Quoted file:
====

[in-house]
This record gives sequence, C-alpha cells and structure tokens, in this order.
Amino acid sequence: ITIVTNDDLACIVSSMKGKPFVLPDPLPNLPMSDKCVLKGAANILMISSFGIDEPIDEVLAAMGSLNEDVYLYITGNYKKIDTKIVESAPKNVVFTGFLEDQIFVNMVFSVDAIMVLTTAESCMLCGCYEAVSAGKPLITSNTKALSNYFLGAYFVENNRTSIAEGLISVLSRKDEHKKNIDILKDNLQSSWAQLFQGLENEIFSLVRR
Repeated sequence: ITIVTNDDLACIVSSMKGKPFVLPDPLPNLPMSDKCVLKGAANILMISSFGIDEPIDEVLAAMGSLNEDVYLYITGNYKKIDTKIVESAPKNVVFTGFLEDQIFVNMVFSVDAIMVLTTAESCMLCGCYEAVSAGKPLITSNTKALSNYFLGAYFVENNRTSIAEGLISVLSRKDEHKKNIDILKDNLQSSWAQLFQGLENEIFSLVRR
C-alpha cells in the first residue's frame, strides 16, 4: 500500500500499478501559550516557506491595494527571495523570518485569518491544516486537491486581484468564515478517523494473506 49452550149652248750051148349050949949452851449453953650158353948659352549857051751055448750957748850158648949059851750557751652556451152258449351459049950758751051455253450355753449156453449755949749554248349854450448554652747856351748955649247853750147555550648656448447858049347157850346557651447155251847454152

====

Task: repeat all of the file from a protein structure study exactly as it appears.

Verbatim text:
[in-house]
This record gives sequence, C-alpha cells and structure tokens, in this order.
Amino acid sequence: ITIVTNDDLACIVSSMKGKPFVLPDPLPNLPMSDKCVLKGAANILMISSFGIDEPIDEVLAAMGSLNEDVYLYITGNYKKIDTKIVESAPKNVVFTGFLEDQIFVNMVFSVDAIMVLTTAESCMLCGCYEAVSAGKPLITSNTKALSNYFLGAYFVENNRTSIAEGLISVLSRKDEHKKNIDILKDNLQSSWAQLFQGLENEIFSLVRR
Repeated sequence: ITIVTNDDLACIVSSMKGKPFVLPDPLPNLPMSDKCVLKGAANILMISSFGIDEPIDEVLAAMGSLNEDVYLYITGNYKKIDTKIVESAPKNVVFTGFLEDQIFVNMVFSVDAIMVLTTAESCMLCGCYEAVSAGKPLITSNTKALSNYFLGAYFVENNRTSIAEGLISVLSRKDEHKKNIDILKDNLQSSWAQLFQGLENEIFSLVRR
C-alpha cells in the first residue's frame, strides 16, 4: 500500500500499478501559550516557506491595494527571495523570518485569518491544516486537491486581484468564515478517523494473506 49452550149652248750051148349050949949452851449453953650158353948659352549857051751055448750957748850158648949059851750557751652556451152258449351459049950758751051455253450355753449156453449755949749554248349854450448554652747856351748955649247853750147555550648656448447858049347157850346557651447155251847454152